I've got to give a shoutout to Mike Conley and all the haters of Mike Conley. He's one of the most valuable players we have on this team. He's not a flashy guy, not a big scorer, not a big name, but he helps makes us go and we missed him big time. Jerryd [Bayless] did an admirable job. … (But) you limit what you can do when you don't have a guy that knows all of the nuances of what you're trying to do.
Conley, who will be 28 two years from now, could replace Williams as Brooklyn’s next franchise point guard when No. 8's deal expires.
Last season, Williams did well in a dual point guard system alongside Shaun Livingston. He and Conley could play together for a year before Brooklyn hands the reigns over to the younger, more athletic of the two.
Nothing is definite, but just to be safe, prepare yourself for Dwightmare: Part 2 in a couple years.
He then signed a four-year, $88 million deal with the Houston Rockets. His contract with Houston includes an opt-out clause that would allow him to hit free agency in the summer of 2016.
Toward the end of his time with Orlando, ESPN The Magazine’s Chris Broussard reported that Howard demanded a trade to the Nets. This was, according to Broussard, the second time that the 7-footer requested a move to Brooklyn—“before the lockout-shortened [2011-2012] season began, he asked Orlando to deal him to the Nets.”
Here’s how D12 broke it down with Jessica Camerato of Basketball Insiders early last season:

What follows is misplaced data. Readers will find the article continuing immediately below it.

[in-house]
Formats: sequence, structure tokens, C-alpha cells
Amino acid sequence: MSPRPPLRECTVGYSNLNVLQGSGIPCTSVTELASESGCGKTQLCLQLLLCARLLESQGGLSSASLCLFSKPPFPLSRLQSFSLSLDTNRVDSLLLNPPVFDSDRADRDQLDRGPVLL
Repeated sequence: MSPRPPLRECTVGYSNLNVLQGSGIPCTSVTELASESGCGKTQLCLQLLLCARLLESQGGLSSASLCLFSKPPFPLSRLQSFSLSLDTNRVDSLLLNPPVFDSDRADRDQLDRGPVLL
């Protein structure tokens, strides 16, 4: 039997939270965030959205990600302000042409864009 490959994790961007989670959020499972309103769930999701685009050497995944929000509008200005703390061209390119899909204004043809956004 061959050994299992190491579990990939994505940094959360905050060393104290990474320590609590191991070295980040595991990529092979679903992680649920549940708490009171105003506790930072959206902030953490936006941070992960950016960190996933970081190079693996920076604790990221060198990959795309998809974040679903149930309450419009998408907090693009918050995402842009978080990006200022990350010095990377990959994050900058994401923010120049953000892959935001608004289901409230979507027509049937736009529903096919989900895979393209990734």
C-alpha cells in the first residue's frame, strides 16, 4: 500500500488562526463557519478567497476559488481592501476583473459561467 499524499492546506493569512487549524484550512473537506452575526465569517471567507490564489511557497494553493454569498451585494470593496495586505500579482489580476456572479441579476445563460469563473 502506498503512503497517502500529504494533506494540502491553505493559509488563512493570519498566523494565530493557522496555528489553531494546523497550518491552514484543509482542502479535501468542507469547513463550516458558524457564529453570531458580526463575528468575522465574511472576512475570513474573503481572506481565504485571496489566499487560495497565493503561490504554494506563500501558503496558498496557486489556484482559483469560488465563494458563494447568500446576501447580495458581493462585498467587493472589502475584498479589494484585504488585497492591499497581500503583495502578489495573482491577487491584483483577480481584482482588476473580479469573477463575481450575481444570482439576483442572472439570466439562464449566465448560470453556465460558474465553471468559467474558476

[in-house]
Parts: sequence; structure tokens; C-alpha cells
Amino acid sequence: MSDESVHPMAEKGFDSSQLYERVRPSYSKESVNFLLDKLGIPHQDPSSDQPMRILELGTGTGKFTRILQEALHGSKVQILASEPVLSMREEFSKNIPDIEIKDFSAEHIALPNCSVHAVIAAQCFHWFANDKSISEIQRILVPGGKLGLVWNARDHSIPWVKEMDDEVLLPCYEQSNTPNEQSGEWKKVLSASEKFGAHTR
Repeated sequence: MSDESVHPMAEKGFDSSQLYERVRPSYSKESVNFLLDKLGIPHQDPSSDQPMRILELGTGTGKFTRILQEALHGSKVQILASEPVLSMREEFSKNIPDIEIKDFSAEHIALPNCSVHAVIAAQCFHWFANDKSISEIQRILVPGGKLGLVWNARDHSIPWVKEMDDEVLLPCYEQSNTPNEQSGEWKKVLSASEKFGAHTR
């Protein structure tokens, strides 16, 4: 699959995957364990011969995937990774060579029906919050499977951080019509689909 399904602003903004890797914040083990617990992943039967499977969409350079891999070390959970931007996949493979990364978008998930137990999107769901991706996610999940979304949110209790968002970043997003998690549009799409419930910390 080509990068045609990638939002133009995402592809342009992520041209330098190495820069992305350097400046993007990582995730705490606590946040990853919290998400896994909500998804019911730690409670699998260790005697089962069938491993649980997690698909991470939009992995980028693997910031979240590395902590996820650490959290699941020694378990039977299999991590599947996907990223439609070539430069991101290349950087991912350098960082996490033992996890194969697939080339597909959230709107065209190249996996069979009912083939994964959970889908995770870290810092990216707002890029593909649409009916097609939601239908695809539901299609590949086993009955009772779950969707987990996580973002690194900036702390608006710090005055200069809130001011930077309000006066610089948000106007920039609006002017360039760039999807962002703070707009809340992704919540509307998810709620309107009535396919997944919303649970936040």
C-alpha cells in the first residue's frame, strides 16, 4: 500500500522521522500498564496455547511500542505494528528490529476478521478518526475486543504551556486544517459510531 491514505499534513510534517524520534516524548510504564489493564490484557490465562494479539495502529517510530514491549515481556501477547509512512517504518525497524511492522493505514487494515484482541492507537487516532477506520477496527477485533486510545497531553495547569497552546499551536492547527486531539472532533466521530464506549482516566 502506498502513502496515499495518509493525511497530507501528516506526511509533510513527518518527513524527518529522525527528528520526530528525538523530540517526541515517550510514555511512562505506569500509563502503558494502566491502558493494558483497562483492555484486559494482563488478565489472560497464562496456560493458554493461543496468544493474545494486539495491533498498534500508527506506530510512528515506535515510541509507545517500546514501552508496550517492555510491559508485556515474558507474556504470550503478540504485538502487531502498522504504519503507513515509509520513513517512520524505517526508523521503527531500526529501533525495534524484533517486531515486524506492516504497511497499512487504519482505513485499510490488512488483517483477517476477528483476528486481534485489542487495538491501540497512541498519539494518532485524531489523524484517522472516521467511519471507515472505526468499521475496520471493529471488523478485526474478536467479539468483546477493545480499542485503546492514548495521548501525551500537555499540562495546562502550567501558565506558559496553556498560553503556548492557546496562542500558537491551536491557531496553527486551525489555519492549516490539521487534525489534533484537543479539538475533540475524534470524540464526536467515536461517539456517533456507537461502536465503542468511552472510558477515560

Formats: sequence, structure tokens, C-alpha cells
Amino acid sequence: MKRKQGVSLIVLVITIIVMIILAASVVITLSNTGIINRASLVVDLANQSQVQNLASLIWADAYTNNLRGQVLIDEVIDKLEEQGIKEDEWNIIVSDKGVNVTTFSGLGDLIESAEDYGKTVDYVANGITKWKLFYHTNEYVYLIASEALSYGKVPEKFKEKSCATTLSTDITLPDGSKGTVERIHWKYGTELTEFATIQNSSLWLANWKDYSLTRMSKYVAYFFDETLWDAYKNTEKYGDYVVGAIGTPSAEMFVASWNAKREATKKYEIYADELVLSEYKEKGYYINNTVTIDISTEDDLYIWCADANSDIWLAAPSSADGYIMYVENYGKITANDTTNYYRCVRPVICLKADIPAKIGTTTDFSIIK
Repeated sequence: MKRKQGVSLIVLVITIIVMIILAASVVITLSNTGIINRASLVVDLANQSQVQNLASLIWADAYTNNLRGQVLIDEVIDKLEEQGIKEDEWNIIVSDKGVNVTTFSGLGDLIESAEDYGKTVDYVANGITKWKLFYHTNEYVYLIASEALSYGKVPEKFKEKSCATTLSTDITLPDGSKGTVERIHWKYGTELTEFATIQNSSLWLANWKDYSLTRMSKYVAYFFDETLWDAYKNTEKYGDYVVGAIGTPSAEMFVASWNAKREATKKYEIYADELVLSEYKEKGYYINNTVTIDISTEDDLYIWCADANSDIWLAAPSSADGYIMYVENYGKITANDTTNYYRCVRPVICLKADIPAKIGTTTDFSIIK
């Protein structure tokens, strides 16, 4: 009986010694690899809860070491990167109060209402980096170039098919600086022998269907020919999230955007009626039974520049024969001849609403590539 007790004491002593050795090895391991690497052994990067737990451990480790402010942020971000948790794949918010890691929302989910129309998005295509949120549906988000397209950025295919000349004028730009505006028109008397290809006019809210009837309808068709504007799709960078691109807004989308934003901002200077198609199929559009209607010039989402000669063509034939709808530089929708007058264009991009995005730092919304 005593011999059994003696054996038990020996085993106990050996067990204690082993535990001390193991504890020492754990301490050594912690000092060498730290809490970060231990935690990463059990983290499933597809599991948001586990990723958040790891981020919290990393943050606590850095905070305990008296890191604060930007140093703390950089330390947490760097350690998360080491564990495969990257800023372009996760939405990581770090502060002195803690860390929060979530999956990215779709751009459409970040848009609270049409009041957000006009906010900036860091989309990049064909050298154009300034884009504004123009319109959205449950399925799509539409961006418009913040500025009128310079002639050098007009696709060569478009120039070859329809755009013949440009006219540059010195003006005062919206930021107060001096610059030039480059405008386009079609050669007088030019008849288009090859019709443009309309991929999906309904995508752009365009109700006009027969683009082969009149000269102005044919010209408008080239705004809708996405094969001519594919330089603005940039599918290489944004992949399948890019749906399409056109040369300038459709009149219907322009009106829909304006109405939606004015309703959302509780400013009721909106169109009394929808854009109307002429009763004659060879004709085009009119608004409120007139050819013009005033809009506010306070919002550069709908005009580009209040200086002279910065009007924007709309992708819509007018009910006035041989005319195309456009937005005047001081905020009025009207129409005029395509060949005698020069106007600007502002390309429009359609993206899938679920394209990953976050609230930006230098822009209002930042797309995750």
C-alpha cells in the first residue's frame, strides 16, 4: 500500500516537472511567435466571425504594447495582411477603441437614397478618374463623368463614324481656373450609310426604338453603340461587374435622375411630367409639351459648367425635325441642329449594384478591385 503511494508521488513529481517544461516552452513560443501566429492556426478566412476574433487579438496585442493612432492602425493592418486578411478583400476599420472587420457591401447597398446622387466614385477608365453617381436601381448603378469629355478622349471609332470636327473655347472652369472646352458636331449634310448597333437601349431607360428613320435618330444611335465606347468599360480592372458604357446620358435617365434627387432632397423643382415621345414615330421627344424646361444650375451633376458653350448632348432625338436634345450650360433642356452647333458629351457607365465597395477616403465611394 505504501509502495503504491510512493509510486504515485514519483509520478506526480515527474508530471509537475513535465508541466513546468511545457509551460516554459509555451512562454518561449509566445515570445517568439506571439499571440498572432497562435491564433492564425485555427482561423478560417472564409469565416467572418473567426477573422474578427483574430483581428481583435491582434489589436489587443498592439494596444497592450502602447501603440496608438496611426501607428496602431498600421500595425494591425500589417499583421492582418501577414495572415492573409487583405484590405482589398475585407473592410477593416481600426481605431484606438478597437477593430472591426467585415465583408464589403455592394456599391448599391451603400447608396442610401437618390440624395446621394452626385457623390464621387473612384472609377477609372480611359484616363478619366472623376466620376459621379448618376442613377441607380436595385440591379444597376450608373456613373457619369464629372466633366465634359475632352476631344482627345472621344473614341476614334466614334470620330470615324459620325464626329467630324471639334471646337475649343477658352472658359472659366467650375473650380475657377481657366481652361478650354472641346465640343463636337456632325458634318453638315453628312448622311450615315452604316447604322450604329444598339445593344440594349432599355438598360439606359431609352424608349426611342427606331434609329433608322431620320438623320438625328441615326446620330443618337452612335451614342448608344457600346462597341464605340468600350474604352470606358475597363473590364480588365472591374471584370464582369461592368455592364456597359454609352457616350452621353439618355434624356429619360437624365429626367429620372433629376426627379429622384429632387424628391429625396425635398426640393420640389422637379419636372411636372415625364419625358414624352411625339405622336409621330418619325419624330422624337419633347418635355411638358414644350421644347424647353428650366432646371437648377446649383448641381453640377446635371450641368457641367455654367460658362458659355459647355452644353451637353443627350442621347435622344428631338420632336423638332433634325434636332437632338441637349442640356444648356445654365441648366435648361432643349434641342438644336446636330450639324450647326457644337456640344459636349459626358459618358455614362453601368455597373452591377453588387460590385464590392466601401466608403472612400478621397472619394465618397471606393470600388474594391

I thought the Brooklyn thing was going to come through at the end of the season. ... It was something that was promised, but it didn’t happen. Once it didn’t happen I figured everything happens for a reason. I just let it go. I was upset for a while, but I just let it go.
Brooklyn will have another chance to snag a 30-year-old Howard in 2016, this time as a free agent. Far and away the best center in the league, Howard and his monster stats—18.3 points, 12.2 boards and 1.8 swats per game last season—could instantly make the Nets a contending team in the Eastern Conference.
Does Brooklyn have a shot at Kevin Durant?
Maybe it’s just a mirage. But according to Stefan Bondy of the New York Daily News, Brooklyn plans to pursue one of the NBA’s brightest stars in the summer of 2016: Kevin Durant.
Here’s Bondy on January 29 before the Nets took on the Oklahoma City Thunder last season:
The impending Durant free agency bonanza should start picking up steam next season and will undoubtedly engulf the NBA in the summer of 2016. And make no mistake: the Nets are targeting Durant, the 25-year-old offensive juggernaut, even if it’s too early to predict their odds.
The Nets could be committed to no salary when Durant becomes a free agent, depending on whether Deron Williams picks up his one-year option for the 2016-17 season. Everybody else is off the books.
Durant, who hired former Nets minority owner Jay Z as his agent last year, plays in one of the NBA’s smallest markets, if not the smallest, with a dedicated fan base and an owner who has been intent on avoiding the luxury tax.